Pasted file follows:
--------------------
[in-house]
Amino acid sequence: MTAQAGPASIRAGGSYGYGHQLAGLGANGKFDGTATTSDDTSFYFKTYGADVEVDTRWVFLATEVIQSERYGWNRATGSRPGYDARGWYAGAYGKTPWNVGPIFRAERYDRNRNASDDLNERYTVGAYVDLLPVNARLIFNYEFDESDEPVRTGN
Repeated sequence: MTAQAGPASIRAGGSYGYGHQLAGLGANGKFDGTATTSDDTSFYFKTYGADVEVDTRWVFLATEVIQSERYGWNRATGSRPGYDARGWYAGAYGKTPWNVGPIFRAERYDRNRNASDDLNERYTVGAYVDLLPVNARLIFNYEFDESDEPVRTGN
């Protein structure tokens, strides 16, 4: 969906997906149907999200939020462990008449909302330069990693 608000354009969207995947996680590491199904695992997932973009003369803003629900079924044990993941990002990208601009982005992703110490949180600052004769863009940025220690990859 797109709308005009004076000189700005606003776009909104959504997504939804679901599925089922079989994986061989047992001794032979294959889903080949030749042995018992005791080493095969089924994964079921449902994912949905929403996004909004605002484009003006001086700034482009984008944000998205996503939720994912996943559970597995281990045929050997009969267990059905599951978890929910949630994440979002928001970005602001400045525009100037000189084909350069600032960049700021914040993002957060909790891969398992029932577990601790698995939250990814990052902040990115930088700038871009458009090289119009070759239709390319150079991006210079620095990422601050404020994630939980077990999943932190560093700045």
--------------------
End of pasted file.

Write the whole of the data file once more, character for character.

[in-house]
Amino acid sequence: MTAQAGPASIRAGGSYGYGHQLAGLGANGKFDGTATTSDDTSFYFKTYGADVEVDTRWVFLATEVIQSERYGWNRATGSRPGYDARGWYAGAYGKTPWNVGPIFRAERYDRNRNASDDLNERYTVGAYVDLLPVNARLIFNYEFDESDEPVRTGN
Repeated sequence: MTAQAGPASIRAGGSYGYGHQLAGLGANGKFDGTATTSDDTSFYFKTYGADVEVDTRWVFLATEVIQSERYGWNRATGSRPGYDARGWYAGAYGKTPWNVGPIFRAERYDRNRNASDDLNERYTVGAYVDLLPVNARLIFNYEFDESDEPVRTGN
């Protein structure tokens, strides 16, 4: 969906997906149907999200939020462990008449909302330069990693 608000354009969207995947996680590491199904695992997932973009003369803003629900079924044990993941990002990208601009982005992703110490949180600052004769863009940025220690990859 797109709308005009004076000189700005606003776009909104959504997504939804679901599925089922079989994986061989047992001794032979294959889903080949030749042995018992005791080493095969089924994964079921449902994912949905929403996004909004605002484009003006001086700034482009984008944000998205996503939720994912996943559970597995281990045929050997009969267990059905599951978890929910949630994440979002928001970005602001400045525009100037000189084909350069600032960049700021914040993002957060909790891969398992029932577990601790698995939250990814990052902040990115930088700038871009458009090289119009070759239709390319150079991006210079620095990422601050404020994630939980077990999943932190560093700045």